Unitarians to Retire Human Toll of War Ribbons
Friday, May 18, 2012 • 11:11am
After four years, members of The Unitarian Church in Summit will observe Memorial Day by removing a wall of 4,000-plus ribbons from the front of the church that has honored the members of the U.S. military killed during the war in Iraq.
"Most American troops have now been withdrawn from Iraq, and at this point, we think it’s appropriate to retire the ribbons,” said Glen Pritchard, a member of the church’s Moving Toward Peace group. Moving Toward Peace spearheaded the creation of the Human Toll of War display, which was raised onto the church columns on May 24, 2008, as a visual statement of the congregation’s stand on ending the war.
The display, designed by Pritchard and Pat Obst, was handcrafted by members and friends of the congregation, including children in religious education classes. All worked together to cut the ribbons into two-foot lengths and write the name of each lost service member onto each ribbon. The ribbons were then attached to grid-like frames. which were mounted on the Springfield Avenue side of the church building.
Within the next week, the frames with the ribbons attached will be removed and carried to the congregation’s Fellowship Hall. After May 27 services at 9 and 10:45 a.m., members and friends will cut the ribbons off the frames and deposit them into a handmade box, lined with newspaper front pages from March 20, 2003, the day the Iraqi war began. The box, created by artist Helen Kaar, will be buried in a Peace Garden the congregation expects to establish on its grounds.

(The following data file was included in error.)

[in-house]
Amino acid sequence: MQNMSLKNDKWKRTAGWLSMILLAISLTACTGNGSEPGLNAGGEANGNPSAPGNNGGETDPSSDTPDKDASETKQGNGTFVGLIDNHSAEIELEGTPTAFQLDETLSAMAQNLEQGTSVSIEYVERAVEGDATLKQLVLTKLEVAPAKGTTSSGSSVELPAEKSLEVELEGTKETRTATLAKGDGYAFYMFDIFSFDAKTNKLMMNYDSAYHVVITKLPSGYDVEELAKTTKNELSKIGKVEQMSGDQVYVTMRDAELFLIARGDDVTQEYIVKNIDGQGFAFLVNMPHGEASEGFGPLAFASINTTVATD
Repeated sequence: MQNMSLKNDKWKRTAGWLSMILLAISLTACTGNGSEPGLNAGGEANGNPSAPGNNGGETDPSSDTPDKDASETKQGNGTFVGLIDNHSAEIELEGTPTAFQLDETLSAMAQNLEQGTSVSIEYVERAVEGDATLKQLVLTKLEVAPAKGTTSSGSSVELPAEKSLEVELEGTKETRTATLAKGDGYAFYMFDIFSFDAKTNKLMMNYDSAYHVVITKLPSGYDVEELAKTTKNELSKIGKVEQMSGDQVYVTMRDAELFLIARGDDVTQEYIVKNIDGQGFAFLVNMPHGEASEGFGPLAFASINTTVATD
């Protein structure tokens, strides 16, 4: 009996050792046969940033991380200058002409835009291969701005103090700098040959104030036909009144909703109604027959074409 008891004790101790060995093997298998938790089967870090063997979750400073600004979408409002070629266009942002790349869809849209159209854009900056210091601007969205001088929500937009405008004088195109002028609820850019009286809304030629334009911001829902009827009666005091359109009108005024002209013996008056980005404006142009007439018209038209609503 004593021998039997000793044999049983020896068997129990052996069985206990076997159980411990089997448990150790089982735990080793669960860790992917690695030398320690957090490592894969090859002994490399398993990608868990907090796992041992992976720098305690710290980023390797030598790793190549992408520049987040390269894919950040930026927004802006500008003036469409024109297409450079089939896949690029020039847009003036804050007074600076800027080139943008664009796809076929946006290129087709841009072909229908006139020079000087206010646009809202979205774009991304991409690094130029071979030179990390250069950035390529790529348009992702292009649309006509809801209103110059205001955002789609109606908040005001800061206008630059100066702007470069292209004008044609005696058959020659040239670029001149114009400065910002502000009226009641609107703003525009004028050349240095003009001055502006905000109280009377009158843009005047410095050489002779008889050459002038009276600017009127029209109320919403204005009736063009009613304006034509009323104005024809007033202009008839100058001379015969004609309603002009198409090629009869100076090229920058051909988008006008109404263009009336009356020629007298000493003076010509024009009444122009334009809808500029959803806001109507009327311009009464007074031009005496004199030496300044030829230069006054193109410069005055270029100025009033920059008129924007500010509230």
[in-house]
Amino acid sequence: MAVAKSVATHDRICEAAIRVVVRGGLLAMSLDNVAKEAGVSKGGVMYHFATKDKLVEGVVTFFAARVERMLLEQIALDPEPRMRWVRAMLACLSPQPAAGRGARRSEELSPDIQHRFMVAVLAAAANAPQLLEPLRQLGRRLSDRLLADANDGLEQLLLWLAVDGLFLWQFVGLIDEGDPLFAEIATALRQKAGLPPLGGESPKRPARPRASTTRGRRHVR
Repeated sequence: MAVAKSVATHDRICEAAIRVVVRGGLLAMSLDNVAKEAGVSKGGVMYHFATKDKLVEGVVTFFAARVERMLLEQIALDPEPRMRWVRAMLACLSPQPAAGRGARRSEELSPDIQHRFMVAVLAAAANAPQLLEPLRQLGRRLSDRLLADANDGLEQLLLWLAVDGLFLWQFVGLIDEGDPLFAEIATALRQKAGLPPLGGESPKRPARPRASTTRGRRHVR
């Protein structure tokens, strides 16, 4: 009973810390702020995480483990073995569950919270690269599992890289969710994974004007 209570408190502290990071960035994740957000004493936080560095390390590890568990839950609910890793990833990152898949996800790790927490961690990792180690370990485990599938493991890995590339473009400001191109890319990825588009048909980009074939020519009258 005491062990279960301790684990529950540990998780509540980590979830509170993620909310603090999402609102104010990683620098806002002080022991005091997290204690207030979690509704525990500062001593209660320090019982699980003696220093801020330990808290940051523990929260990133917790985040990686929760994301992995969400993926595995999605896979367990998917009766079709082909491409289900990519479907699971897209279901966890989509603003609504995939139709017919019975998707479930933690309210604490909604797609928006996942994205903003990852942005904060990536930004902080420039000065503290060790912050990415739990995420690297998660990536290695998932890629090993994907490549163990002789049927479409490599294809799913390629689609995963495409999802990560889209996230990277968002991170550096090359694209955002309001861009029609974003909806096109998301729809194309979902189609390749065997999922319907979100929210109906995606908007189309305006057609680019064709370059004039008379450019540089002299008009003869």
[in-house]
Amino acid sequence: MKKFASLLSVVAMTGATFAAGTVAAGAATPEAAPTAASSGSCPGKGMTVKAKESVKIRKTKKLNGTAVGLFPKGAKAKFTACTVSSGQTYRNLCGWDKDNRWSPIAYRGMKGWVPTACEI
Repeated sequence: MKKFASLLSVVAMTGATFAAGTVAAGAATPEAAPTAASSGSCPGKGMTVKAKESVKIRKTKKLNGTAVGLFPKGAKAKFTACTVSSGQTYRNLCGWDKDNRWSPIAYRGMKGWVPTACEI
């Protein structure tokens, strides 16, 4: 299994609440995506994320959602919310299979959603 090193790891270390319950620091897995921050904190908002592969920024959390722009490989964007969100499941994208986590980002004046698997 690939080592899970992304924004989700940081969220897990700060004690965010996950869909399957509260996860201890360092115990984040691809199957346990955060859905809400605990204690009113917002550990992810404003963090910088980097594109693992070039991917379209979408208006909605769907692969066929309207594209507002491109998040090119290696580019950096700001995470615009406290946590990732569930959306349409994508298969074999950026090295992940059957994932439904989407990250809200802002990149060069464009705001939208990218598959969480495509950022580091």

"It will be a little strange to see the church without its colorful yet somber ribbons," said Rev. Kim Tomaszewski, assistant minister. "Yet it's time to move on to other ways of supporting the veterans who have returned to civilian life." Rev. Tomaszewski will preach on the topic "The Memorial Day Story" on May 27.
Moving Toward Peace is shifting its focus to the thousands of veterans who have arrived back home with serious physical injuries or with psychological wounds that prevent them from a smooth reentry.
On June 2, the group will show The Welcome, an award-winning documentary about how post-traumatic stress affects vets and their family members. The free showing begins at 7 p.m. and will be followed by small-group discussions. The film is set at a five-day healing retreat and contains frank, openly emotional language. The public is welcome, but the film is not appropriate for young people under the age of 16.
The Unitarian Church in Summit draws members from various religious and cultural backgrounds who join together in their individual quests for truth and meaning. There is no creed or test of membership, but the community is bound together by principles, shared values and a desire to serve. We are a member congregation of the Unitarian Universalist Association of Congregations.